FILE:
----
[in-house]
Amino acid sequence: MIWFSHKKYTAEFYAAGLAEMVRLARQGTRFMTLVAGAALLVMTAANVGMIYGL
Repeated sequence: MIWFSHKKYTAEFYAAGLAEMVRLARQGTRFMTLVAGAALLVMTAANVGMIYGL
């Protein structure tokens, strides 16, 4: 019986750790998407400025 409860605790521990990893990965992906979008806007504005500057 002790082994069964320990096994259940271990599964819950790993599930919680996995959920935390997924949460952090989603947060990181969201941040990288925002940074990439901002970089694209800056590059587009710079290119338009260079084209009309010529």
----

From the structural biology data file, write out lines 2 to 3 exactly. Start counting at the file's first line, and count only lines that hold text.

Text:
Amino acid sequence: MIWFSHKKYTAEFYAAGLAEMVRLARQGTRFMTLVAGAALLVMTAANVGMIYGL
Repeated sequence: MIWFSHKKYTAEFYAAGLAEMVRLARQGTRFMTLVAGAALLVMTAANVGMIYGL